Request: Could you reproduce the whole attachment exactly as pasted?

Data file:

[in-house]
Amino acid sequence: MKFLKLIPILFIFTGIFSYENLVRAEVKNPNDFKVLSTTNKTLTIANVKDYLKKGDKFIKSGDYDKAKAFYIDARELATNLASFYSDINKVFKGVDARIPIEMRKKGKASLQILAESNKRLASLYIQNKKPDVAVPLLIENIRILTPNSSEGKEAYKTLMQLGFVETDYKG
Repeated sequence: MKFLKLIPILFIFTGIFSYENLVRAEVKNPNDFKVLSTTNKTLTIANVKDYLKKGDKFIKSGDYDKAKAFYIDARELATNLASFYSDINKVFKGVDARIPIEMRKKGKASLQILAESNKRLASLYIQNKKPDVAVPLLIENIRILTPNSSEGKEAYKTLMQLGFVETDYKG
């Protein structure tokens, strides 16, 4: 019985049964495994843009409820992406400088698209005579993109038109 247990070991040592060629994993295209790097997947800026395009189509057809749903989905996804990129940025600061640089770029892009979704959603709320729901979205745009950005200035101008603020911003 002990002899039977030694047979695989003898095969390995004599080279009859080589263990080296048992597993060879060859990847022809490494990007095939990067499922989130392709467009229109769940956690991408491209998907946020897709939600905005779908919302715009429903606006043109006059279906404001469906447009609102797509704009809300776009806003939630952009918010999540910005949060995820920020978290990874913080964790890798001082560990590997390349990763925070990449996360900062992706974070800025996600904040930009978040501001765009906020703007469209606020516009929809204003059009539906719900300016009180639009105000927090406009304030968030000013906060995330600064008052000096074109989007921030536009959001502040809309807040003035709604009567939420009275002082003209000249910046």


[in-house]
Amino acid sequence: MKFLKLIPILFIFTGIFSYENLVRAEVKNPNDFKVLSTTNKTLTIANVKDYLKKGDKFIKSGDYDKAKAFYIDARELATNLASFYSDINKVFKGVDARIPIEMRKKGKASLQILAESNKRLASLYIQNKKPDVAVPLLIENIRILTPNSSEGKEAYKTLMQLGFVETDYKG
Repeated sequence: MKFLKLIPILFIFTGIFSYENLVRAEVKNPNDFKVLSTTNKTLTIANVKDYLKKGDKFIKSGDYDKAKAFYIDARELATNLASFYSDINKVFKGVDARIPIEMRKKGKASLQILAESNKRLASLYIQNKKPDVAVPLLIENIRILTPNSSEGKEAYKTLMQLGFVETDYKG
């Protein structure tokens, strides 16, 4: 019985049964495994843009409820992406400088698209005579993109038109 247990070991040592060629994993295209790097997947800026395009189509057809749903989905996804990129940025600061640089770029892009979704959603709320729901979205745009950005200035101008603020911003 002990002899039977030694047979695989003898095969390995004599080279009859080589263990080296048992597993060879060859990847022809490494990007095939990067499922989130392709467009229109769940956690991408491209998907946020897709939600905005779908919302715009429903606006043109006059279906404001469906447009609102797509704009809300776009806003939630952009918010999540910005949060995820920020978290990874913080964790890798001082560990590997390349990763925070990449996360900062992706974070800025996600904040930009978040501001765009906020703007469209606020516009929809204003059009539906719900300016009180639009105000927090406009304030968030000013906060995330600064008052000096074109989007921030536009959001502040809309807040003035709604009567939420009275002082003209000249910046």